Several years ago, February brought a vicious ice storm and froze the early false cherry blossoms. This year, the crocus are blooming, the primrose and the early daffodils. The buds on the Oak trees swell and the sky is the brilliant blue of new denim.

The passing clouds across the sun only heighten the brilliance of the solar climb up from the south. We reach the time when the light quickens and grows stronger, faster, each day until the equilibrium of the vernal equinox.

Pacific Northwest

Short and Long of It

Short Stuff

The fall issue of Watershed Review dropped today and it’s packed with fresh fiction, poetry, art, and creative nonfiction. I’m delighted to have a short lyric prose piece titled “Sorting Skins” included in the nonfiction section of this issue. And it IS short. Sarah Pape, managing editor of the review, was a pleasure to work with, from acceptance through proof stage.

Long Stuff

As of today, I’m 233 pages into my novel, and approximately 3/4 finished. I’m slogging through word-by-word to finish the draft by the first of the year. One. Word. At a Time. After playing with short pieces, like the Watershed work, this project is tapping into a sustained-other-world to hold and spin out the narrative, no varnish. One of these days, I’ll post an excerpt. In the meantime, here’s a short synopsis:

Nocturne: Three Dog Night

When a sheep rancher and her dog are brutally massacred, suspicion falls on the neighbor’s rescue dogs. To protect her dogs from being blamed and destroyed, seventeen year-old Sammi flees with them across the state toward the high mountains. As Sammi desperately tries to elude the state police and forensic biologist pursuing her, she crosses paths with the otherworldly beast spreading carnage, and his master. Sammi must fight for her own life, as well as the lives of her dogs, against dark immortal forces.


Via Combusta

Dried Sunflower Head

It is the season of the fiery way, the via combusta, which falls in late October and early November, marking the end of the growing year, the withdrawal from expression to introspection.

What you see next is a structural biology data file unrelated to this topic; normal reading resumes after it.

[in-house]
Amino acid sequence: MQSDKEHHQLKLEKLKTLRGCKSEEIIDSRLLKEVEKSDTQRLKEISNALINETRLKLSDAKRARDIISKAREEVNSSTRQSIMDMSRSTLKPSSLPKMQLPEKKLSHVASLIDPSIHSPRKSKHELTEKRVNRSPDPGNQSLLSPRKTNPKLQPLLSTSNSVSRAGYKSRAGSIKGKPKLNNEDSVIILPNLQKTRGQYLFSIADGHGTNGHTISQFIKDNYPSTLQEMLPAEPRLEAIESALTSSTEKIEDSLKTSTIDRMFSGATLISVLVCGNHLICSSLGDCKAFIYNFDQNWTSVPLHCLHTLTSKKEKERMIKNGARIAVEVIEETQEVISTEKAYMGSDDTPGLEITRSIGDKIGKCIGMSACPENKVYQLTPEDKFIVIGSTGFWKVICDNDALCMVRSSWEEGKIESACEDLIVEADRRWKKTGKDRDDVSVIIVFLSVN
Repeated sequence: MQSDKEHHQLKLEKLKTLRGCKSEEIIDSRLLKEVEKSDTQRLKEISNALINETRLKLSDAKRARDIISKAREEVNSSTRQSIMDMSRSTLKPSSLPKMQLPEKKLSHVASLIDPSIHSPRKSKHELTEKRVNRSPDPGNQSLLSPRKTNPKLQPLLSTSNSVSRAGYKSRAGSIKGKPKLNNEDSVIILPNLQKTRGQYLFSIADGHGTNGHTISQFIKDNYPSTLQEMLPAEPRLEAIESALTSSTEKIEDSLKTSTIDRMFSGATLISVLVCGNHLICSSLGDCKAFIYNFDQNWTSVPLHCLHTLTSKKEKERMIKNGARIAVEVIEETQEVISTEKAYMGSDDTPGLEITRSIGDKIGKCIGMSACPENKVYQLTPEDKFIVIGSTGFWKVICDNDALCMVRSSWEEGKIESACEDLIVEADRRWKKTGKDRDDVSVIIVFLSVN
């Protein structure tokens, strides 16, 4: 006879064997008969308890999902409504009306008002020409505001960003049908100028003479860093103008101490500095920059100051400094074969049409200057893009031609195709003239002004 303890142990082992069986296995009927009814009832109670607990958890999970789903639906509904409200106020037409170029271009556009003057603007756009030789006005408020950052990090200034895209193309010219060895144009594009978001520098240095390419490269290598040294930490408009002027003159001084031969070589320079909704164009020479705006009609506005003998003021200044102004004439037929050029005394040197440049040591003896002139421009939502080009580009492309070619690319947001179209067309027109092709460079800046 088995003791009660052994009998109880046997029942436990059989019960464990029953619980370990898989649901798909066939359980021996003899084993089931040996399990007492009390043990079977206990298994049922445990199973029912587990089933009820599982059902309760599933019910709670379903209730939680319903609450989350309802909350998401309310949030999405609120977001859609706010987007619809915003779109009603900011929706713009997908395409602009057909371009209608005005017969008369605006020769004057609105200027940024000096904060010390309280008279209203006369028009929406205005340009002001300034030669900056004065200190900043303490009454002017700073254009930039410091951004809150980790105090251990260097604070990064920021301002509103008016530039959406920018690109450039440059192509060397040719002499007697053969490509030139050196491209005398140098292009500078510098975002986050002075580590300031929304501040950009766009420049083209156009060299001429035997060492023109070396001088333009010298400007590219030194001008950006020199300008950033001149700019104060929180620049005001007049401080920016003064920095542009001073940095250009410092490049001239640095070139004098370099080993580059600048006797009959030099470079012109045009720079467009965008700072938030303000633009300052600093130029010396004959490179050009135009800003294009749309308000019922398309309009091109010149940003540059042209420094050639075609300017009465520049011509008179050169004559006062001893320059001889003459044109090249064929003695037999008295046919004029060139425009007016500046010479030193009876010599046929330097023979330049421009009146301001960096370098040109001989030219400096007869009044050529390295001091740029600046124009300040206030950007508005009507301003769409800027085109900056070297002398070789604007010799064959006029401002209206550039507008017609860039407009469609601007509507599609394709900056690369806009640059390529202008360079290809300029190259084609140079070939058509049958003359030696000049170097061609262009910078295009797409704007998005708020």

In the northern climes, the harvest is in, the fields rest, and days grow short. The cross-quarter day arriving, All Hallows and Samhain, marking the descent from the autumn equinox to the winter solstice. The season of darkness, mist and ice. Abandoned cobwebs are highlighted with dew. The veil between the many worlds thins and stretches.

The outdoor Farmers’ Market is preparing to close up shop for the season. The last corn and peppers, onions and shallots, potatoes and beets are heaped on tented tables.  The whole rounded head of a sunflower is set out for sale, studded with seeds.


Short Work

Watershed Review accepted a short piece I wrote for their fall issue and I’m delighted.  It’s under 200 words, a lyric essay that bends toward being a poem, but not quite? What do we call these short hybrid works?

Most of my creative nonfiction pieces average 2500 words, or a fraction of this one. This one fit on a single page. In many ways, the very short work is harder to capture and contain than the rambling prose built into sentences that then block into paragraphs. In longer works, there’s an expansive luxury of holding forth and spinning exposition into broad tapestries. The short works are cunning little samplers with unfinished raw edges. The play is the thing, yes?